TORONTO - A man convicted of child-pornography offences did not have his rights breached when a major Internet service provider gave his name and address to police, Ontario's top court ruled Tuesday.
Police had no warrant when they requested the subscriber information from Bell Sympatico during the course of an investigation into a complaint.
"The appellant's name and address was not the kind of information that would reveal intimate personal details or lifestyle choices," the Ontario Court of Appeal said in upholding the conviction.
At the same time, the Appeal Court said its ruling did not amount to blanket approval for ISPs to provide customer information to investigators.
The ruling is significant because it's the first time the province's top court has weighed in on whether a computer user has a reasonable expectation of privacy when accessing the Internet.
The case arose in 2006, when the owner of a German website filed a criminal complaint alleging a computer user was exchanging child pornography on the site.
German authorities investigated, and forwarded information about the user's Internet connection to the RCMP, who determined the person was connecting from Sudbury, Ont., through Bell Sympatico.
RCMP then asked Bell Sympatico to identify the user, and the company provided police with David Ward's name and address.
The Mounties handed the info over to Sudbury police, who after further investigation, obtained a search warrant for Ward's home and computer.
The search turned up 30,000 images and hundreds of videos of child pornography.
In August 2008, Judge Randall Lalande of the Ontario Court of Justice jailed Ward for 11 months and gave him three years probation for possessing and accessing child pornography.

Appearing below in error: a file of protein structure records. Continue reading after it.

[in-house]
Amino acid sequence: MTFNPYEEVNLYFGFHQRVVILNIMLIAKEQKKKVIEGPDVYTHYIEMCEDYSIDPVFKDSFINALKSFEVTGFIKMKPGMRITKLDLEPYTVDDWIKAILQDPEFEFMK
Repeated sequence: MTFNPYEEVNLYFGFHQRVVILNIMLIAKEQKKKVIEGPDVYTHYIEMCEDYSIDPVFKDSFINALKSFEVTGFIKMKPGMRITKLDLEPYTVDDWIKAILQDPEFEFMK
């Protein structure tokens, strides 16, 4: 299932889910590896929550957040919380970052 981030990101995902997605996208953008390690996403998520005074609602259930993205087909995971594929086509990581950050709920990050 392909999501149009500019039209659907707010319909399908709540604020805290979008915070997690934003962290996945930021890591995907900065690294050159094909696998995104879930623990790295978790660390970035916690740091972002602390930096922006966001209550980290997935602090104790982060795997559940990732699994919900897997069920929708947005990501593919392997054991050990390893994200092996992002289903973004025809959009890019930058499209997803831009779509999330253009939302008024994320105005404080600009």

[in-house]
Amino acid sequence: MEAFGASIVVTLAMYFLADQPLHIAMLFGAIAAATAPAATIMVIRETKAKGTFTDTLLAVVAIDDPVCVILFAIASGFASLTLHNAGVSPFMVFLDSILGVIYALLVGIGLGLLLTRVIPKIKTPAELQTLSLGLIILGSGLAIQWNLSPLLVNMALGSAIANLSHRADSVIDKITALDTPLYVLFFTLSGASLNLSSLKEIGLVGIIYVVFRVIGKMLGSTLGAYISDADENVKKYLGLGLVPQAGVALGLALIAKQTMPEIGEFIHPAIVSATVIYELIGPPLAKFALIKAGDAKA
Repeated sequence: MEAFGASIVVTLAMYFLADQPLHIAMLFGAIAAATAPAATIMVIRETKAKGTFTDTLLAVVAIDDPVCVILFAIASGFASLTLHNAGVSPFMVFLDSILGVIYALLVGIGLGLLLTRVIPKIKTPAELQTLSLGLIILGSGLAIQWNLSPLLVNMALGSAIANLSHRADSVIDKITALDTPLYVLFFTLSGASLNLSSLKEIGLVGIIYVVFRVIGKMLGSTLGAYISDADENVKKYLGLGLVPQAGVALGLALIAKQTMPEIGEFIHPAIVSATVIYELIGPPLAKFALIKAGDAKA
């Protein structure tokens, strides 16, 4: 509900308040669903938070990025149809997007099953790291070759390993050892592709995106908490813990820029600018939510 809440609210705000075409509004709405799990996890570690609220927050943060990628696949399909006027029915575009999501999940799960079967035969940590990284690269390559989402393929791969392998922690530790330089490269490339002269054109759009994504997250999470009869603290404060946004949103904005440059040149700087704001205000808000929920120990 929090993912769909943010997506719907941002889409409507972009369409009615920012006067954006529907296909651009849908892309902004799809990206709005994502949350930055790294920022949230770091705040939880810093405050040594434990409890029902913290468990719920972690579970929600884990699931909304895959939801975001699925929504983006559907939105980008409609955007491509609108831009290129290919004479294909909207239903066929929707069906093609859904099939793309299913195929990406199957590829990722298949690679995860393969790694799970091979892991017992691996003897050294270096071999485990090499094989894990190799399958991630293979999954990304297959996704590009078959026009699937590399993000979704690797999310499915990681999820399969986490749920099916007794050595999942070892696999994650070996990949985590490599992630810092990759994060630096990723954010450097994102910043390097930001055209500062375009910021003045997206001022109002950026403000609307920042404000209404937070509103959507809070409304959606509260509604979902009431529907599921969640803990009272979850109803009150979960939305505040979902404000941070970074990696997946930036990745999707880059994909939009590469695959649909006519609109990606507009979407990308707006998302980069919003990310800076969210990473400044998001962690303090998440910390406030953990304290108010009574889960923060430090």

In appealing the conviction in January, Ward argued his rights were breached because he had a "reasonable expectation of privacy" regarding his name and address.
Police, he said, should have obtained a warrant before asking Bell for that information.
For its part, the Crown argued the trial judge was correct to find Ward had no reasonable privacy expectation regarding his subscriber information.
In agreeing with the trial judge, the Appeal Court looked at — among other things — police and ISP protocols as well as at the service agreement Ward had with Bell Sympatico.
The court also noted the difficulties police have in combating the scourge of child porn.
"Access to, the possession of, and trafficking in child pornography over the Internet present serious and pressing societal problems," the Appeal Court said in its ruling.
"Easy entry to the Internet from almost anywhere, the international nature of the trade in child pornography, and user anonymity combine to make effective law enforcement difficult."
As a result, several Canadian ISPs — Bell Sympatico included — and police have a protocol for turning over subscriber information in probes relating to the sexual exploitation of children, the court said.
The court also noted various rulings on constitutional challenges to the police practice of getting customer information from Internet service providers to obtain search warrants.
Most judges have found no breach, while some have found a breach, the court said.